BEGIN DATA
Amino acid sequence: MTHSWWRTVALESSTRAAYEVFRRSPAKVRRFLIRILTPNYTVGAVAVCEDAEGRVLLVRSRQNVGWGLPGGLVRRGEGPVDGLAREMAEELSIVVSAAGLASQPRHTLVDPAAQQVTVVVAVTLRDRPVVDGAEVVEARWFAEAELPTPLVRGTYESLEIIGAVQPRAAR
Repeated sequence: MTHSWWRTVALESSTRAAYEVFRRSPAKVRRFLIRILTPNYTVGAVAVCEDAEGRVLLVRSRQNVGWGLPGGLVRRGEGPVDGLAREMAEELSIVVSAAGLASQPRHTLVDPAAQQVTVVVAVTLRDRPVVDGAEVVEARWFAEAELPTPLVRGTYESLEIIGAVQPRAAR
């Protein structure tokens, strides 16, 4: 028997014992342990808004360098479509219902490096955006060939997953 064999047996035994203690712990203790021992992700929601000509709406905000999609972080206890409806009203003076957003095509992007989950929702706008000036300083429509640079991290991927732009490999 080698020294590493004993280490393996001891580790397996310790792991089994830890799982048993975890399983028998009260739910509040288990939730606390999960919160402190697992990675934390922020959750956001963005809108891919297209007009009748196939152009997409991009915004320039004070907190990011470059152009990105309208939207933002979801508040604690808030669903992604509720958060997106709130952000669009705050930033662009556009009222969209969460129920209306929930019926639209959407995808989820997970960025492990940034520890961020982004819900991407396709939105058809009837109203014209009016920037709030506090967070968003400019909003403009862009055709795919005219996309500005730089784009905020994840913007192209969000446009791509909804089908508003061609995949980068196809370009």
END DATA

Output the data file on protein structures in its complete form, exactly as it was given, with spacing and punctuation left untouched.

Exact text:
Amino acid sequence: MTHSWWRTVALESSTRAAYEVFRRSPAKVRRFLIRILTPNYTVGAVAVCEDAEGRVLLVRSRQNVGWGLPGGLVRRGEGPVDGLAREMAEELSIVVSAAGLASQPRHTLVDPAAQQVTVVVAVTLRDRPVVDGAEVVEARWFAEAELPTPLVRGTYESLEIIGAVQPRAAR
Repeated sequence: MTHSWWRTVALESSTRAAYEVFRRSPAKVRRFLIRILTPNYTVGAVAVCEDAEGRVLLVRSRQNVGWGLPGGLVRRGEGPVDGLAREMAEELSIVVSAAGLASQPRHTLVDPAAQQVTVVVAVTLRDRPVVDGAEVVEARWFAEAELPTPLVRGTYESLEIIGAVQPRAAR
């Protein structure tokens, strides 16, 4: 028997014992342990808004360098479509219902490096955006060939997953 064999047996035994203690712990203790021992992700929601000509709406905000999609972080206890409806009203003076957003095509992007989950929702706008000036300083429509640079991290991927732009490999 080698020294590493004993280490393996001891580790397996310790792991089994830890799982048993975890399983028998009260739910509040288990939730606390999960919160402190697992990675934390922020959750956001963005809108891919297209007009009748196939152009997409991009915004320039004070907190990011470059152009990105309208939207933002979801508040604690808030669903992604509720958060997106709130952000669009705050930033662009556009009222969209969460129920209306929930019926639209959407995808989820997970960025492990940034520890961020982004819900991407396709939105058809009837109203014209009016920037709030506090967070968003400019909003403009862009055709795919005219996309500005730089784009905020994840913007192209969000446009791509909804089908508003061609995949980068196809370009």